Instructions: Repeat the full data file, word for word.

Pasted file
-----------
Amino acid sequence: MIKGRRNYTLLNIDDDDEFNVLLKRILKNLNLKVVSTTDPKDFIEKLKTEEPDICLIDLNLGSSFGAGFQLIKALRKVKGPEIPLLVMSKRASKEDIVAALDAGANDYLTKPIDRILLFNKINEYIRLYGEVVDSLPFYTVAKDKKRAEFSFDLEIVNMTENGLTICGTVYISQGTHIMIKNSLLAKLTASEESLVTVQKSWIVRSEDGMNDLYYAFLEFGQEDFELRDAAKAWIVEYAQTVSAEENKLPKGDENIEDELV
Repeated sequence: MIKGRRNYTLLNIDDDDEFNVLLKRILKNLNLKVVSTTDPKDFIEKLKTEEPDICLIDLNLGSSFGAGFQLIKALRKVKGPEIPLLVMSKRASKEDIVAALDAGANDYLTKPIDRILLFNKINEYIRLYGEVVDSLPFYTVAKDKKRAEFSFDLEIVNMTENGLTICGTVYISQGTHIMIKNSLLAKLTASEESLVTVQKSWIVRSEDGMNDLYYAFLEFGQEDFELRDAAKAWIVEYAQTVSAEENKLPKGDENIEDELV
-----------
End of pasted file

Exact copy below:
Amino acid sequence: MIKGRRNYTLLNIDDDDEFNVLLKRILKNLNLKVVSTTDPKDFIEKLKTEEPDICLIDLNLGSSFGAGFQLIKALRKVKGPEIPLLVMSKRASKEDIVAALDAGANDYLTKPIDRILLFNKINEYIRLYGEVVDSLPFYTVAKDKKRAEFSFDLEIVNMTENGLTICGTVYISQGTHIMIKNSLLAKLTASEESLVTVQKSWIVRSEDGMNDLYYAFLEFGQEDFELRDAAKAWIVEYAQTVSAEENKLPKGDENIEDELV
Repeated sequence: MIKGRRNYTLLNIDDDDEFNVLLKRILKNLNLKVVSTTDPKDFIEKLKTEEPDICLIDLNLGSSFGAGFQLIKALRKVKGPEIPLLVMSKRASKEDIVAALDAGANDYLTKPIDRILLFNKINEYIRLYGEVVDSLPFYTVAKDKKRAEFSFDLEIVNMTENGLTICGTVYISQGTHIMIKNSLLAKLTASEESLVTVQKSWIVRSEDGMNDLYYAFLEFGQEDFELRDAAKAWIVEYAQTVSAEENKLPKGDENIEDELV